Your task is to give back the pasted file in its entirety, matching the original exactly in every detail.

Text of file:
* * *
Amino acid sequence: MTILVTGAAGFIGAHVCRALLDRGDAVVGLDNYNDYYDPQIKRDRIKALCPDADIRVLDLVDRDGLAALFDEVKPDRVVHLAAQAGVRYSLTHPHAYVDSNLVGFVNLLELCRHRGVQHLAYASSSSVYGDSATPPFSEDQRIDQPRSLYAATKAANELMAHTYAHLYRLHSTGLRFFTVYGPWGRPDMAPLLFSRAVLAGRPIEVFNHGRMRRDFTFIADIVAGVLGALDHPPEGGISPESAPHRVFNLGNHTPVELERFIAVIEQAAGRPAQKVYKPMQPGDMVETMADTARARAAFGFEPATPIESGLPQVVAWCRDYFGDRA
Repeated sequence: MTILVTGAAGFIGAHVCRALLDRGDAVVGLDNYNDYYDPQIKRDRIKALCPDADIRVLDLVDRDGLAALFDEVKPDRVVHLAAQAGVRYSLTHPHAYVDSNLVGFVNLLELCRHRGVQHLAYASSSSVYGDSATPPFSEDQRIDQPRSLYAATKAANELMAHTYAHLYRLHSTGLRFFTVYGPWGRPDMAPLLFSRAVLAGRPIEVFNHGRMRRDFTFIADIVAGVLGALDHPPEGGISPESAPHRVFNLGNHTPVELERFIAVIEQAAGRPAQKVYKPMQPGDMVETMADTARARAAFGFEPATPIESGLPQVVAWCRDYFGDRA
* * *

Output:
Amino acid sequence: MTILVTGAAGFIGAHVCRALLDRGDAVVGLDNYNDYYDPQIKRDRIKALCPDADIRVLDLVDRDGLAALFDEVKPDRVVHLAAQAGVRYSLTHPHAYVDSNLVGFVNLLELCRHRGVQHLAYASSSSVYGDSATPPFSEDQRIDQPRSLYAATKAANELMAHTYAHLYRLHSTGLRFFTVYGPWGRPDMAPLLFSRAVLAGRPIEVFNHGRMRRDFTFIADIVAGVLGALDHPPEGGISPESAPHRVFNLGNHTPVELERFIAVIEQAAGRPAQKVYKPMQPGDMVETMADTARARAAFGFEPATPIESGLPQVVAWCRDYFGDRA
Repeated sequence: MTILVTGAAGFIGAHVCRALLDRGDAVVGLDNYNDYYDPQIKRDRIKALCPDADIRVLDLVDRDGLAALFDEVKPDRVVHLAAQAGVRYSLTHPHAYVDSNLVGFVNLLELCRHRGVQHLAYASSSSVYGDSATPPFSEDQRIDQPRSLYAATKAANELMAHTYAHLYRLHSTGLRFFTVYGPWGRPDMAPLLFSRAVLAGRPIEVFNHGRMRRDFTFIADIVAGVLGALDHPPEGGISPESAPHRVFNLGNHTPVELERFIAVIEQAAGRPAQKVYKPMQPGDMVETMADTARARAAFGFEPATPIESGLPQVVAWCRDYFGDRA